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Old 02-20-2012, 10:57 PM   #41
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Is Tray Cable acceptable for Residential use?


I read the same thing out of the 2008 nec, but frankly I have no idea whether or not it can be used in residential applications after trying to decipher that. Is a breaker panel a "tray" or "device"???
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Old 02-20-2012, 11:30 PM   #42
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Is Tray Cable acceptable for Residential use?


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I read the same thing out of the 2008 nec, but frankly I have no idea whether or not it can be used in residential applications after trying to decipher that. Is a breaker panel a "tray" or "device"???
Cable trays are discussed in NEC 392 and are long metal or pvc trays that the TC cable lays in. When used in cable trays special tables are used for ampacity.

Otherwise you would simply use 310.16 for the type of insulation .. provided the insulation is of a type listed in those tables. There are many styles and insulations of power tray cable so you need to make sure it is 'power cable' and a insulation type that is acceptable for residential use such as those in table 310.16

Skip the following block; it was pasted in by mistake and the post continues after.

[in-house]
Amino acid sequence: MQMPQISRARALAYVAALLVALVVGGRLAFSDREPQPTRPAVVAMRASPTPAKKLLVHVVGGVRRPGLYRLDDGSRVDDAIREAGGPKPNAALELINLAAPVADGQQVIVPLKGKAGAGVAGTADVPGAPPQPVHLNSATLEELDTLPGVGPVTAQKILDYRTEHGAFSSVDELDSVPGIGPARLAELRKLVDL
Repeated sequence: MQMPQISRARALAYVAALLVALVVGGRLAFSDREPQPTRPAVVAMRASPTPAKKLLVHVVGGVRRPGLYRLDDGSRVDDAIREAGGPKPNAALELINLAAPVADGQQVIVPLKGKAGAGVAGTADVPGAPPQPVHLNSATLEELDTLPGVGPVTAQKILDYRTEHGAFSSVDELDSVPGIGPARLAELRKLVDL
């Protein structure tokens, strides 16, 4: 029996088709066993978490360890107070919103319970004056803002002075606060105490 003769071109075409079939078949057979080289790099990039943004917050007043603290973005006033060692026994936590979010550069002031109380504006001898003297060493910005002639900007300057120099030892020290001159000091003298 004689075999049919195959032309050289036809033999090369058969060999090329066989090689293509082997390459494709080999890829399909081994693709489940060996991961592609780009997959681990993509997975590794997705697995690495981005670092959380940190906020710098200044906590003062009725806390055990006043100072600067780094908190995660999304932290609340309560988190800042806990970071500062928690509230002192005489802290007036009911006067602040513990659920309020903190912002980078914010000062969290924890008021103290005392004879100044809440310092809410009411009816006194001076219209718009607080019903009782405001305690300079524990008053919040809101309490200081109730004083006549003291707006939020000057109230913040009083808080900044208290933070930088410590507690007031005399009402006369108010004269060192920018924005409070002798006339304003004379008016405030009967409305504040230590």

The designation type tc simply means it can be used in trays where other cables cannot go. Theres nothing special about it after that.

Loadcenters are nothing more than distribution panelboards .. they are just specialized for residential applications.

They are not trays ... they are devices used to distribute power.
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Old 02-21-2012, 12:35 AM   #43
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Is Tray Cable acceptable for Residential use?


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Originally Posted by rrolleston View Post
mpoulton answered your question.

USE-2 in conduit for the whole run.
I don't think I did. My answer was based on an apparently incorrect interpretation of 338.12(B). His original TC cable will work, since it is identified for direct burial.
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Old 02-21-2012, 12:35 AM   #44
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Is Tray Cable acceptable for Residential use?


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I see Stubbie is here. Hi Stubbie!

I don't know much about wire but I just wanted to throw my ideas out there for you to think about without splicing.
Hi Zappa

Sorry I didn't see your greeting earlier .... I'll try to be more observant in the future.